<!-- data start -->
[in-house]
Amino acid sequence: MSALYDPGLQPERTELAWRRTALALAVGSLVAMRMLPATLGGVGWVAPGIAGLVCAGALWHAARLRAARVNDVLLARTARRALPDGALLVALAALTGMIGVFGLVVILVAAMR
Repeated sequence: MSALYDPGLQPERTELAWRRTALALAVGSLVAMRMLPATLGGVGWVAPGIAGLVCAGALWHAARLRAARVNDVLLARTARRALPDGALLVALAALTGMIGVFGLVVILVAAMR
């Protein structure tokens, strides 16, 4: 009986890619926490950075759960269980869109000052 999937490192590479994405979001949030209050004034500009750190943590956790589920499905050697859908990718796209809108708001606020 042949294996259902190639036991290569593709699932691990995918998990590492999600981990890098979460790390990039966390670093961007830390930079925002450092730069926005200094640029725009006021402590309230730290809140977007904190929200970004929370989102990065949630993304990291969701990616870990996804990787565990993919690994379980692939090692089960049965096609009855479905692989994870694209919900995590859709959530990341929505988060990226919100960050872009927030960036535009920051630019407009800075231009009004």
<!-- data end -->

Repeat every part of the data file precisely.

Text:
[in-house]
Amino acid sequence: MSALYDPGLQPERTELAWRRTALALAVGSLVAMRMLPATLGGVGWVAPGIAGLVCAGALWHAARLRAARVNDVLLARTARRALPDGALLVALAALTGMIGVFGLVVILVAAMR
Repeated sequence: MSALYDPGLQPERTELAWRRTALALAVGSLVAMRMLPATLGGVGWVAPGIAGLVCAGALWHAARLRAARVNDVLLARTARRALPDGALLVALAALTGMIGVFGLVVILVAAMR
């Protein structure tokens, strides 16, 4: 009986890619926490950075759960269980869109000052 999937490192590479994405979001949030209050004034500009750190943590956790589920499905050697859908990718796209809108708001606020 042949294996259902190639036991290569593709699932691990995918998990590492999600981990890098979460790390990039966390670093961007830390930079925002450092730069926005200094640029725009006021402590309230730290809140977007904190929200970004929370989102990065949630993304990291969701990616870990996804990787565990993919690994379980692939090692089960049965096609009855479905692989994870694209919900995590859709959530990341929505988060990226919100960050872009927030960036535009920051630019407009800075231009009004």